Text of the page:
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So I just want to know the size of an aircraft with a lifting body that would fly at low altitudes (around 40 meters/100 feet), and at low speeds (maximum 200 km/h 124 mph). But I don't know if these numbers are even useful to the question.

I tried to search for more aircraft like that, but most of them just fit a single person (the pilot).

I did find some illustrations from reentry lifting body aircraft (like the Martin X-23 Prime), but I can't tell if they are 1:1 or simply an illustration.

I did find the Wainfan Facetmobile FMX-4 quite simple and interesting, I don't know how fast and how high this aircraft can fly, but I think it could be a simple way of scaling things up.

I found this video of the FMX-4 showing its frame and engine (and other stuff), I don't know if it will be useful, but...

The FMX-4 Facetmobile in flight

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    $\begingroup$ Lifting bodies are good for high speed descents like reentry. I’m no engineer, but even without math I can tell you that you will have difficulty flying 5 adults at 124 mph in a craft shaped like that. You will need some more wingspan. $\endgroup$ Nov 10, 2022 at 3:26
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    $\begingroup$ "This isn't flying. It's falling with style." $\endgroup$
    – sophit
    Nov 10, 2022 at 7:50

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The term "lifting body" as it is defined does not match with slower than 200km/h flight speed, since those are very low aspect ratio, thick & highly loaded flying wing meant to also fly hypersonic.

The Facetmobile you mentioned has a far lower wing loading, which is a good approach. Further searching for images of this particular aircraft lead to this example too :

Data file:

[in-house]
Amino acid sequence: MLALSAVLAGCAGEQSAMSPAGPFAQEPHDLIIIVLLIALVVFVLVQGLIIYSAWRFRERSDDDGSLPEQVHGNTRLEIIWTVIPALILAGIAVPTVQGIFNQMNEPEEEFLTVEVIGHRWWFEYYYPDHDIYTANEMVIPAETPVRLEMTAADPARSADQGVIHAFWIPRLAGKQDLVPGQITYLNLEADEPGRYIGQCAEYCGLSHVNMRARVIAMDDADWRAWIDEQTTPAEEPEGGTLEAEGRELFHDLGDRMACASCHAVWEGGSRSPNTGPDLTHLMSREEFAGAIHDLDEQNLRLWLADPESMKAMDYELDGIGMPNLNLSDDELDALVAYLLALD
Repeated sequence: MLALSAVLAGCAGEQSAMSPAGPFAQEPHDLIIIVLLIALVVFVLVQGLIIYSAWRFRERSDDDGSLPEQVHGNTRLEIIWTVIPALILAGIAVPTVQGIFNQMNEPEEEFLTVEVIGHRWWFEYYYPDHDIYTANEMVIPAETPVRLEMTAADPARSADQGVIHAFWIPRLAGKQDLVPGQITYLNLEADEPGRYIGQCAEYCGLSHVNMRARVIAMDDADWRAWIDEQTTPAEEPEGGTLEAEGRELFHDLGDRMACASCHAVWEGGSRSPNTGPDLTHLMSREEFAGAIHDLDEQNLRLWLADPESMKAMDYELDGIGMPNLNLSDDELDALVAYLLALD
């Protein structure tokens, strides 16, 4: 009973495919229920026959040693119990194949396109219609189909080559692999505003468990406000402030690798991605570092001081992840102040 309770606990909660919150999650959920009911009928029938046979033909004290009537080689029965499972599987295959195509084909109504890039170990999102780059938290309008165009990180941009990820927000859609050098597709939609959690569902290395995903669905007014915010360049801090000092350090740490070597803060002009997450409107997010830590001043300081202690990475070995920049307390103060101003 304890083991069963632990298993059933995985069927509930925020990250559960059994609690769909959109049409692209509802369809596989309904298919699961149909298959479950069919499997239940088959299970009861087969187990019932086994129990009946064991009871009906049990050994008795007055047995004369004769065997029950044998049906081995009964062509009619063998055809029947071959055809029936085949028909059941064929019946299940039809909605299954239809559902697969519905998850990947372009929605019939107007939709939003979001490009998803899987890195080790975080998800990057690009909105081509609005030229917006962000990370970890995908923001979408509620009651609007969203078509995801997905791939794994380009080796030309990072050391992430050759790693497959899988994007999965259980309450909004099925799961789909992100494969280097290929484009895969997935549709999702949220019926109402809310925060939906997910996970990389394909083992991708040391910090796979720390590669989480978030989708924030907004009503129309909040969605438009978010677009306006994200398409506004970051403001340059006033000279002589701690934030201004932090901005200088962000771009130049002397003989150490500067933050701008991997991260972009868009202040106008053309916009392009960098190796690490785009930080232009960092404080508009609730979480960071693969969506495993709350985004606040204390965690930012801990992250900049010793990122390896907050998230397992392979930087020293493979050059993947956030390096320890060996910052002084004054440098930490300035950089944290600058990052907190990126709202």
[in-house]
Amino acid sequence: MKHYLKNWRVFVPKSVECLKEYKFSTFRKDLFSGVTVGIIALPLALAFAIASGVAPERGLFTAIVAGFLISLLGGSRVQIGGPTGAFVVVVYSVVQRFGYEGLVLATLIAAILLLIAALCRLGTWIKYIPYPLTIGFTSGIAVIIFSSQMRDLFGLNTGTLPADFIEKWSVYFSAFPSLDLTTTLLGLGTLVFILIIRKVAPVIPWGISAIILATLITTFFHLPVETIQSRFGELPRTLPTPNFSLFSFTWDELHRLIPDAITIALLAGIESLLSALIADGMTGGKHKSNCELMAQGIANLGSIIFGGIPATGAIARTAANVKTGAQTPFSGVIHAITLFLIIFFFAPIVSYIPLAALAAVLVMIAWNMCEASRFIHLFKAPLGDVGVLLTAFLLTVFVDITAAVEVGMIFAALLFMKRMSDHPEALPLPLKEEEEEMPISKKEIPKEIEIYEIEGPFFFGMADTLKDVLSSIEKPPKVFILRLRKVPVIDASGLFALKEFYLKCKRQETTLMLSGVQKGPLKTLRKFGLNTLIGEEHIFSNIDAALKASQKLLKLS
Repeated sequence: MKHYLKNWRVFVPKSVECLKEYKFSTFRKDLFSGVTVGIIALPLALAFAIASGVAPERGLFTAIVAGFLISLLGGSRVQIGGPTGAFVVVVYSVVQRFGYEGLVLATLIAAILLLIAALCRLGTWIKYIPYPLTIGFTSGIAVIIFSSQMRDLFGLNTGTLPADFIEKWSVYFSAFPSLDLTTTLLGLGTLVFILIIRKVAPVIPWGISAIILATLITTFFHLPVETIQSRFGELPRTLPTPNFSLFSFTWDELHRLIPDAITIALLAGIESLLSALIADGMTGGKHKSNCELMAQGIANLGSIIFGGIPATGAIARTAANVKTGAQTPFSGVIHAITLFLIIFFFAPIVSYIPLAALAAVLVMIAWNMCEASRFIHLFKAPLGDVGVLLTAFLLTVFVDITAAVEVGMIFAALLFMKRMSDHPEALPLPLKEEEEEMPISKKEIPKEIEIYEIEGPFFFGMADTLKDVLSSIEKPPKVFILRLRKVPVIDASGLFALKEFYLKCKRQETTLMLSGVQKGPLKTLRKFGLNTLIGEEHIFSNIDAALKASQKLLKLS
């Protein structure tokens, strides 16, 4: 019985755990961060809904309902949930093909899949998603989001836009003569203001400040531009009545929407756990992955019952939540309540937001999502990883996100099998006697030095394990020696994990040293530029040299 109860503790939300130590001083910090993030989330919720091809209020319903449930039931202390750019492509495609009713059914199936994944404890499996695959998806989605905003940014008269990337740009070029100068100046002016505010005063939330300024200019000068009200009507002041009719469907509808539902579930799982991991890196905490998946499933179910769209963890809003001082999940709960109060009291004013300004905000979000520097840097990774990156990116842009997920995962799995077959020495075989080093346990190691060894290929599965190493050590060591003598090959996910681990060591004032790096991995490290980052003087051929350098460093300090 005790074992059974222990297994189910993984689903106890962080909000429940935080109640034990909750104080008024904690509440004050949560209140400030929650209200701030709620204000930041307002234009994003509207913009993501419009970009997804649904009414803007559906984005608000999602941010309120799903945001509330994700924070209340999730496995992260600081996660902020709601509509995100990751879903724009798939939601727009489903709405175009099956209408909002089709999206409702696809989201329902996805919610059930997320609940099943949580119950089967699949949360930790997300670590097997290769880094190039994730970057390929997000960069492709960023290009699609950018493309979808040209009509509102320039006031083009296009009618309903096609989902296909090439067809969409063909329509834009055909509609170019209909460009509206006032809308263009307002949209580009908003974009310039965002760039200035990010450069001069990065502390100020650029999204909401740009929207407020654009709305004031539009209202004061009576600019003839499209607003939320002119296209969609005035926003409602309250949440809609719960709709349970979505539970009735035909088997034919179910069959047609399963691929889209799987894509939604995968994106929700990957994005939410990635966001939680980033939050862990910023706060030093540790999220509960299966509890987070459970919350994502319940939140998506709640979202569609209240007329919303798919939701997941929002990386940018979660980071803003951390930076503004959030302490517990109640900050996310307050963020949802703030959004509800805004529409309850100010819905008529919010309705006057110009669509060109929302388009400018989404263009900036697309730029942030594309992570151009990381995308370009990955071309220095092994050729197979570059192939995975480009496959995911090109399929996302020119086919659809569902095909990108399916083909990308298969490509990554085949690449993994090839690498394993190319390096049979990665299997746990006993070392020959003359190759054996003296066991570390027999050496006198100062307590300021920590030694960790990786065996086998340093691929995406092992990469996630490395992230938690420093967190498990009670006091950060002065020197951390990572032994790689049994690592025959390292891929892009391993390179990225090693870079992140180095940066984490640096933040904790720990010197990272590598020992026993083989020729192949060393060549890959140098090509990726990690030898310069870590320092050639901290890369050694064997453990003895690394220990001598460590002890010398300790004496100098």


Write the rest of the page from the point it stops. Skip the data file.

enter image description here

(http://www.hitechweb.genezis.eu/liftingbodies2.htm)

It may be possible to increase the Facetmobile wingspan and fit passengers side by side.

enter image description here

Another approach could be to scale up well known lifting bodies such as X-24 or HL-10, build them as a light structure covered with fabric, and fill those with a lifting gas, since lifting bodies tend to maximize their volume to surface ratio.

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    $\begingroup$ Wow! You even made a 3d model to illustrate your answer! This is really cool! $\endgroup$
    – Fulano
    Nov 11, 2022 at 1:16
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    $\begingroup$ accepting an answer too fast may discourage other to answer, you can move or remove a checkmark anytime, thanks btw $\endgroup$
    – user721108
    Nov 11, 2022 at 8:26
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Going slow the problem is lift. Going fast the problem is drag. What you have there in the picture is essentially a scaled-up paper airplane design, which works surprisingly well provided there is enough thrust available.

Birds fold their wings back for higher speed flight. Turboprop carriers also feature undersized straight wings.

What is needed for craft such as these is the ability to take off and land at higher airspeeds. You won't be landing one of these in the bush or at a small local airport.

Other than that, scaling should be easy. One might plan for a bit more than 375 kg, considering 5 people, the pilot, and fuel.

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    $\begingroup$ which works surprisingly well provided there is enough thrust available. I think it is safe to say that given enough thrust, anything works surprisingly well. ;-) $\endgroup$
    – DeltaLima
    Nov 10, 2022 at 8:10
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    $\begingroup$ @DeltaLima - Yes! Just look at the F4 Phantom. :-) (My absolute favorite airplane as a kid) $\endgroup$
    – Jim
    Nov 10, 2022 at 17:16
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NASA extensively studied lifting bodies back in the 60s. Its repository is therefore full with the relevant documents.

I think this, this and this could be useful for your project, but there are really many more.

Anyway I agree with the answer of @qqjkztd: lifting bodies were designed to study the re-entry phase of the future space shuttle and their main purpose was to glide (not fly) at extreme Mach numbers.

Maybe the kind of aircraft you are looking for is a flying wing?

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